Even if you are not adventurous or energetic enough to walk the roughly two miles into the old town, cabs are plentiful and cheap.  For 50 pesos (less than $5 with tip) you can go door to door to good food.  We particularly enjoyed the Margarita Grill, which featured molcajete-prepared salsa and main dishes.  We went there on the recommendation of our neighbor Ann, a 70+ year old who has been to Vallarta every year for the past 25 years.  Everything we had there was fresh and delicious, the service was top notch, the margaritas large and good, and for about $40, two people can have great meals, multiple drinks, and enough left over for lunch the next day.


Right across the street was El Mole de Jovita, where again, two fresh and delicious meals featuring three different flavors of mole, prepared fresh on the street by a lovely senorita, four margaritas, great service, $40.


The exchange rate was running about 14.5 pesos to the US dollar.  So the rough mental math is, divide by 10, and if that's a good deal, the real price is even better.  For example the cost of the Thursday night fiesta was $595 pesos for the two of us (because we had a 2-for-1 deal, more on that later).  So that's less than $60 for two, which included all you can eat, all you can drink, and believe me the waiters made sure you never had an empty cup or tequila shot glass, and entertainment, and the real converted price was just over $40. (Our resort charged $80 US per person per day for all inclusive, so clearly this is not a good deal, especially if you tire of stuffing and obliterating yourself three times per day).

I cannot say enough good things about the friendliness of the people.  Hotel staff, restaurant servers, cab drivers, tour guides, even the vendors.  It is a pleasure being among people who greet you, smile, go out of their way to be helpful and ensure you enjoy your stay.  This little towel guy certainly brightened our day, and they even do turn down service at night.  Yes, it is their business, for without tourism, Vallarta has very little.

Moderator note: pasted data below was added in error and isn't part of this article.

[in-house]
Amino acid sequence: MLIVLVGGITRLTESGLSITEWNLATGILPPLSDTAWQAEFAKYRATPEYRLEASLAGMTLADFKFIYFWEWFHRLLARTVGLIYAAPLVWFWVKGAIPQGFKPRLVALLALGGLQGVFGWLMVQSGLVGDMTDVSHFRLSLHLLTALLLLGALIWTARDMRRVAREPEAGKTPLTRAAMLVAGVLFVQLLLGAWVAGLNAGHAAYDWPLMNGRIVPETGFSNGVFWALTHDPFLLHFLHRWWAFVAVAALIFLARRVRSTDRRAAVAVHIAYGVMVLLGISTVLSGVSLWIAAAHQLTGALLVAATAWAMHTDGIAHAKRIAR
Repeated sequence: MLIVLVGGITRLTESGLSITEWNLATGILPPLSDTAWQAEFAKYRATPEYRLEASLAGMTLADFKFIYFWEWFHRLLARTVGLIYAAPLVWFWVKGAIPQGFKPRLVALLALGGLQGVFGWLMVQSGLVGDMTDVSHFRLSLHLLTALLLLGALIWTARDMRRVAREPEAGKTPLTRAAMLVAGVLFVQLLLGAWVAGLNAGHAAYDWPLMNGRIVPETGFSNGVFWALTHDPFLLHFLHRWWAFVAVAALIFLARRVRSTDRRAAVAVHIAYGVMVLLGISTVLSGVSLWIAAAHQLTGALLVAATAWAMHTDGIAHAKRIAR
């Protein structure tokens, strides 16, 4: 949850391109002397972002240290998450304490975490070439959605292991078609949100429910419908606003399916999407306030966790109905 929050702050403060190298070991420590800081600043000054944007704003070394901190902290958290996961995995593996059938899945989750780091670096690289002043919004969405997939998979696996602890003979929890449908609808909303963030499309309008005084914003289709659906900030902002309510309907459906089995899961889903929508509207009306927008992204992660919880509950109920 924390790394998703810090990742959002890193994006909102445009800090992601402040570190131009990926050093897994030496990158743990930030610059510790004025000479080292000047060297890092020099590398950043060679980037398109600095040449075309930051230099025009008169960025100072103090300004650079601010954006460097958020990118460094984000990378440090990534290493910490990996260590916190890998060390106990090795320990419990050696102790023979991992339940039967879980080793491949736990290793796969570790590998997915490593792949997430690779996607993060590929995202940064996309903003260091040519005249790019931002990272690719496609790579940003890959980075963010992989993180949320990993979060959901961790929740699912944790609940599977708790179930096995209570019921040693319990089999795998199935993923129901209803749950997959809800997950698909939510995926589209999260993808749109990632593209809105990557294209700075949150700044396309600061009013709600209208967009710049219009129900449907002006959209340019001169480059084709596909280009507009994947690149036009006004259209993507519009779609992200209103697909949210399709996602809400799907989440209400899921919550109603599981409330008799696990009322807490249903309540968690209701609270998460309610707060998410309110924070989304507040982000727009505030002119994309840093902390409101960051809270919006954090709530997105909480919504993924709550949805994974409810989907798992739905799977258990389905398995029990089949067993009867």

This all sounds wonderful, what's the downside?  The city itself, outside the resorts, is pretty run down.  The streets are paved but cobbled and run down, the sidewalks are broken and run down, there are resorts and businesses abandoned and run down, empty lots full of trash, rivers clogged with trash.  There are some beggars on the streets.  It doesn't feel unsafe, but its not at all pleasant.  If you cab between the resort and your destinations, you will miss most of this.  The cruise ship clientele probably miss all of this.  But we like to walk around, and it is not a place to walk around.  We had decided this after several days, and gladly hopped a cab back from our third tour of the week, and good thing.  That day, Friday, May 1, which is a sort of labor day in Mexico, the local drug cartel in the state of Jalisco burned and vandalized gas stations and banks in the city.  One of the banks was just blocks from our hotel.  Police were patrolling the streets in full riot gear with machine guns, right in front of our cab.  While our driver's English was not sufficient to explain the situation, he advised us to stay in our hotel and not go off the grounds.  We left the next day and didn't notice many signs of trouble, other than the torched bank, which they were cleaning and repainting when we passed on our way to the airport.  There may have been extra security at the airport, but it was hard to tell since it's likely there are always armed military at the airports.

While this makes me feel that Mexico is likely not in our future vacation plans, it makes me sad for the area and the people who are trying to make a living.  The city desperately needs a facelift, which can only come from a lot of money from a lot of tourists, so if tourism is affected, the city will only get worse.  There did appear to be an area on the southern end with some nicer condos and it was not quite so shabby.  Perhaps, like any city, there are nice sections and not-so-nice sections, and it would be hard to know this after only one visit.  And while street blockades and burned buildings sounds like a terrible thing to be happening in a vacation destination, I think about the tourists and residents in Baltimore and conclude there are bad things going on in many places.

Next, the tours!